Ottawa Ohio - Putnam Sentinel

OTTAWA — A routine aspect of every council meeting took a turn during Ottawa’s village council meeting on Monday. As it came time to approve the payment of bills, Council President David Michel raised a point.

“I do have one question on this: a table and four chairs for $2,300?” Michel asked, referring to a line item in the bills. “What kind of table is that?”

The answer to that question came from Public Works Supervisor Dan Lehman, who described the furniture as a conference table at the village’s water treatment plant.

“I know that stuff ain’t cheap,” Mayor Dean Meyer said. “This is one of those things for me. This is out at the water treatment plant. [Water Director Doug Schroeder] is our water treatment guy; he knows what he needs. I’m not going to micromanage what he does. If he’d run it by me, I’d give him my opinion, but that’s his baby. It’s coming out of his budget. He knows that budget’s tight, so I’m going to trust him.”

“Fair enough, but at the same time there has to be oversight,” Michel responded. “That just seems like an exhorbitant amount of money and maybe what’s throwing me is it says table and four chairs.”

With pressure on municipalities to provide ever-increasing services while dealing with diminishing support from the State — and even, according to some, a state administration bent on balancing its budget at the expense of small local governments — Michel’s concern isn’t without validity.

Schroeder, however, has a different perspective. For him, the conference table is both tool and prop; a functional place to work out issues at the plant, as well as a means by which he hopes to lend the department increased credibility with state agencies, such as the Ohio Environmental Protection Agency.

“Everyone was informed on what we were doing,” Schroeder said. “It’s a nice sturdy table with four sturdy chairs. We use this conference table in here to formulate our plans every day. And, when we talk to the EPA, we have something dignified.”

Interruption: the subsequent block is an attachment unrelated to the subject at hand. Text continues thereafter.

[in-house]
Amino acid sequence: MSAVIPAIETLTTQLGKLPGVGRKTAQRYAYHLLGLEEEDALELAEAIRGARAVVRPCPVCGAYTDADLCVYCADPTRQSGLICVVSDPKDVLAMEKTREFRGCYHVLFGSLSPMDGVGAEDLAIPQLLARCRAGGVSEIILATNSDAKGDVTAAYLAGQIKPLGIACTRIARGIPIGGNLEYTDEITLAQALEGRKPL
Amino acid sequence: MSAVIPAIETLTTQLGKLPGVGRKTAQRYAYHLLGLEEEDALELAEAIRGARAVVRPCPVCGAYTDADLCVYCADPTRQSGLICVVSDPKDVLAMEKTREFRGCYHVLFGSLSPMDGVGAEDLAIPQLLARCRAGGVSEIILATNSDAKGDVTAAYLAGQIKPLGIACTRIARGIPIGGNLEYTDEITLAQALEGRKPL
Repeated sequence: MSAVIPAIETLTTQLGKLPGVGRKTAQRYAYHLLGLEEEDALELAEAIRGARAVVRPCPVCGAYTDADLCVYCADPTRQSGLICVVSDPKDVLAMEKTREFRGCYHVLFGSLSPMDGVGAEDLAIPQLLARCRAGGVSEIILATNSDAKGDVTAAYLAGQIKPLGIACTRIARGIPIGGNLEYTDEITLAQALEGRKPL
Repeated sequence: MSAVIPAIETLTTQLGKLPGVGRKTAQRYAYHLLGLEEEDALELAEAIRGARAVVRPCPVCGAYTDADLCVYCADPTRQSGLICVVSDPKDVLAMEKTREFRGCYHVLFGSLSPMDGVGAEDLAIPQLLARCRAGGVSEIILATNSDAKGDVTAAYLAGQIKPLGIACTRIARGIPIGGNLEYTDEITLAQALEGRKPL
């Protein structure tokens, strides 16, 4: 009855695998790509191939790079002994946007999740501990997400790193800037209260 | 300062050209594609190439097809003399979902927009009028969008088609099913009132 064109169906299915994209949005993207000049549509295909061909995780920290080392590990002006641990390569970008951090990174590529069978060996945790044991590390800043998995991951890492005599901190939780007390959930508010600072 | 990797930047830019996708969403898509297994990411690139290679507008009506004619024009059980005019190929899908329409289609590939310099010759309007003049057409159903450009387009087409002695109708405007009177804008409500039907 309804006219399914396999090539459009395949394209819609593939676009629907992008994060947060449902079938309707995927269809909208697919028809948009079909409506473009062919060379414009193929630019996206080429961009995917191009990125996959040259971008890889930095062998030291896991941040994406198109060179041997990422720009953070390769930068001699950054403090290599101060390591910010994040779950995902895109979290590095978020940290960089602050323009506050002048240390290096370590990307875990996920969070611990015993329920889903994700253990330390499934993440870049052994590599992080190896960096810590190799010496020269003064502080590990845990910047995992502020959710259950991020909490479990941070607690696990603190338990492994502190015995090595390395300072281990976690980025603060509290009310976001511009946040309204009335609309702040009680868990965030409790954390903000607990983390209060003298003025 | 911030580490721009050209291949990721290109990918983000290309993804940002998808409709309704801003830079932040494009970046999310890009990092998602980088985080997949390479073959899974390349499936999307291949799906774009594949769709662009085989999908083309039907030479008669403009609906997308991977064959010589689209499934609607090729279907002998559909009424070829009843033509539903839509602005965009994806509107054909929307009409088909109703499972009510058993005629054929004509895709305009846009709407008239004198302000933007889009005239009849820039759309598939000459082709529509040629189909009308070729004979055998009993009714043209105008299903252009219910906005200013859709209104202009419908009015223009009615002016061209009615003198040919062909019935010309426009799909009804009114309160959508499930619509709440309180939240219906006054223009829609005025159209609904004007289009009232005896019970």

Schroeder then questioned council’s priorities, expressing his perspective that members are more concerned about a relatively minor expense and less so about retaining village personnel. As a case in point, Schroeder pointed to Matt Otto, a lab technician for the village who recently tendered his resignation, joining five others who have left the village’s water treatment plant this year alone, including the village’s former water superintendent, Jason Phillips. As with Phillips, Otto, according to Schroeder, has assumed a position with the City of Findlay’s water treatment facility.

“It’s a constant banter,” Schroeder said, referring to council’s price consciousness, “but they never question why they’re losing people. Any one of those council members can come out here and confront me face-to-face. I’m not spending money wastefully.”

Addressing a different expense, council also approved and accepted an estimate for repairs to the village’s municipal building. Exterior work provided by Schroeder Masonry, Inc., at a cost of $25,125 will include the stabilization of brickwork on the building’s face and bell tower.

In other business, council:

• heard the second reading of an ordinance that will increase village water rates by seven percent.

• unanimously approved a resolution authorizing the mayor and clerk-treasurer’s signature on a contract with the Miller City-New Cleveland Local School District. The contract provides a wastewater supervisor for the school district’s wastewater treatment plant.

• approved a resolution — with one nay vote from Councilor Jeff Ducey — accepting a proposal in the amount of $7,350 from Chip’s Grindin’ for tree removal at West Fourth and Sugar Streets as part of the village’s utilization plan for open space created by flood mitigation efforts.

• approved a resolution authorizing — with two nay votes cast by Ducey and out-going Councilor John Salsburey — the mayor’s signature on a government aggregation master retail gas supply agreement with Constellation Energy Resources, LLC. Contributing to the two councilor’s concerns was an expressed failure to effectively reduce consumer costs. “Last year, they said it was cheaper to opt out (of the aggregation agreement),” Michel said.

• denied a request by village resident Brett Fry related to utility billing relief.

The Ottawa Village Counci will hold its last meeting of 2017 on Monday, Dec. 18, at 7 p.m. in the village offices.